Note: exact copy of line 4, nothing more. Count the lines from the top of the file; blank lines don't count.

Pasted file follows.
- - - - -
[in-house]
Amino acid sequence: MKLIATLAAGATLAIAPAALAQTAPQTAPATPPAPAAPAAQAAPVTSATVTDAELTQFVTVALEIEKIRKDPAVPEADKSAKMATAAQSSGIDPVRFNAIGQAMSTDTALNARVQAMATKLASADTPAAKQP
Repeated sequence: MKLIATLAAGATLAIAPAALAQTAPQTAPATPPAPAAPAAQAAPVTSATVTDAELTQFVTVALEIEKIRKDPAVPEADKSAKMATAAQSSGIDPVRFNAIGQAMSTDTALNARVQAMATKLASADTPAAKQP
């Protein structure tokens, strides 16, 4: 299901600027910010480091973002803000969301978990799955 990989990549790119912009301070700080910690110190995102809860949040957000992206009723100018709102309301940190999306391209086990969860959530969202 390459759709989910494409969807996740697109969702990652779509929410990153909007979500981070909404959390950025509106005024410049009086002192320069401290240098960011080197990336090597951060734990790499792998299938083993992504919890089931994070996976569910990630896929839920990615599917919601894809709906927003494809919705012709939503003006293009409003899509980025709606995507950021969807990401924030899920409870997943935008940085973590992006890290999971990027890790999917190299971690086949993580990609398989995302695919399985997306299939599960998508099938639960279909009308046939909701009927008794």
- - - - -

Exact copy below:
């Protein structure tokens, strides 16, 4: 299901600027910010480091973002803000969301978990799955 990989990549790119912009301070700080910690110190995102809860949040957000992206009723100018709102309301940190999306391209086990969860959530969202 390459759709989910494409969807996740697109969702990652779509929410990153909007979500981070909404959390950025509106005024410049009086002192320069401290240098960011080197990336090597951060734990790499792998299938083993992504919890089931994070996976569910990630896929839920990615599917919601894809709906927003494809919705012709939503003006293009409003899509980025709606995507950021969807990401924030899920409870997943935008940085973590992006890290999971990027890790999917190299971690086949993580990609398989995302695919399985997306299939599960998508099938639960279909009308046939909701009927008794």